Volume 551, March 2013
|Number of page(s)||13|
|Section||Planets and planetary systems|
|Published online||05 March 2013|
Characterization of potentially habitable planets: Retrieval of atmospheric and planetary properties from emission spectra
Univ. Bordeaux, LAB, UMR 5804,
2 CNRS, LAB, UMR 5804, 33270 Floirac, France
3 Institut für Planetenforschung, Deutsches Zentrum für Luft- und Raumfahrt, Rutherfordstr. 2, 12489 Berlin, Germany
4 Institut für Methodik der Fernerkundung, Deutsches Zentrum für Luft-und Raumfahrt, Oberpfaffenhofen, 82234 Weßling, Germany
Accepted: 23 December 2012
Context. An increasing number of potentially habitable terrestrial planets and planet candidates are found by ongoing planet search programs. The search for atmospheric signatures to establish planetary habitability and the presence of life might be possible in the future.
Aims. We want to quantify the accuracy of retrieved atmospheric parameters (composition, temperature, pressure) that might be obtained from infrared emission spectroscopy.
Methods. We use synthetic observations of the atmospheres of hypothetical potentially habitable planets. These were constructed with a parametrized atmosphere model, a high-resolution radiative transfer model and a simplified noise model. The simulated observations were used to fit the model parameters. Furthermore, classic statistical tools such as χ2 statistics and least-square fits were used to analyze the simulated observations.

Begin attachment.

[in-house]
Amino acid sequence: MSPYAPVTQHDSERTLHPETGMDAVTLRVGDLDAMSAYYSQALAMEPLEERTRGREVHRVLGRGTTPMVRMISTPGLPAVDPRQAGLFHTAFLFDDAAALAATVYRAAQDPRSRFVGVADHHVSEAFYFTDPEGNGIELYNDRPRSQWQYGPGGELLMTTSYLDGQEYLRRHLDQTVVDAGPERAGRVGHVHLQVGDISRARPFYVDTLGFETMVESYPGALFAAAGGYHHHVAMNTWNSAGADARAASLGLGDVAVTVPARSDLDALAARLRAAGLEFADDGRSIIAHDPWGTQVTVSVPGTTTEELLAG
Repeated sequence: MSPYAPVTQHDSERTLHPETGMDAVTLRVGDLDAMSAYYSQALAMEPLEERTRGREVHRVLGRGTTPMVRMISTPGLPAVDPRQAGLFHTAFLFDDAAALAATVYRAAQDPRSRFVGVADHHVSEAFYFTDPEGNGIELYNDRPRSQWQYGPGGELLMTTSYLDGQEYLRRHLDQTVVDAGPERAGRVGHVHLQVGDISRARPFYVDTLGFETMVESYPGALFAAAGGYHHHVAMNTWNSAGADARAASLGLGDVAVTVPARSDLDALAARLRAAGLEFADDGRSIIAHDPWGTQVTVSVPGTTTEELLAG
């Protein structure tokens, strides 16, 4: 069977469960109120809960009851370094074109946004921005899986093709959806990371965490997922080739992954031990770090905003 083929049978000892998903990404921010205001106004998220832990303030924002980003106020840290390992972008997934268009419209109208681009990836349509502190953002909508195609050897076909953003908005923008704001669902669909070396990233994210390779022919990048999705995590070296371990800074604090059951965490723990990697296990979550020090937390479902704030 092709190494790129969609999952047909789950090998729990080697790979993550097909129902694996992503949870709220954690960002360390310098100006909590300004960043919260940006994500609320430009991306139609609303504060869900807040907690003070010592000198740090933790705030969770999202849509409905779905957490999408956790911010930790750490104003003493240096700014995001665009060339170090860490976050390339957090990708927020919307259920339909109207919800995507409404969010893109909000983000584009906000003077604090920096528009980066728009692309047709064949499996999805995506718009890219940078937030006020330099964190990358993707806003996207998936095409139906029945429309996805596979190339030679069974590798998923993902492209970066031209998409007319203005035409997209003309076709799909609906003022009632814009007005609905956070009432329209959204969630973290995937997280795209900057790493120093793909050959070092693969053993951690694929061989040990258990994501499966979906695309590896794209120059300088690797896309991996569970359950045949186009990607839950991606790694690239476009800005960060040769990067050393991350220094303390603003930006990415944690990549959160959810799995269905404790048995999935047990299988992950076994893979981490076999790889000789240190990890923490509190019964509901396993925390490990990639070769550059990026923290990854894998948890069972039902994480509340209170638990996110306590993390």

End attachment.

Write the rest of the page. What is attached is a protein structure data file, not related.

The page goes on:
Results. When adopting the design of currently planned or proposed exoplanet characterization missions, we find that emission spectroscopy could provide weak limits on the surface conditions of terrestrial planets, hence their potential habitability. However, these mission designs are unlikely to allow the composition of the atmosphere of a habitable planet to be characterized, even though CO2 is detected. Upon increasing the signal-to-noise ratios by about a factor of 2−5 (depending on spectral resolution) compared to current mission designs, the CO2 content could be characterized to within two orders of magnitude. The detection of the O3 biosignature remains marginal. The atmospheric temperature structure could not be constrained. Therefore, a full atmospheric characterization seems to be beyond the capabilities of such missions when using only emission spectroscopy during secondary eclipse or target visits. Other methods such as transmission spectroscopy or orbital photometry are probably needed in order to give additional constraints and break degeneracies.
Key words: planets and satellites: atmospheres / techniques: spectroscopic / methods: data analysis
© ESO, 2013
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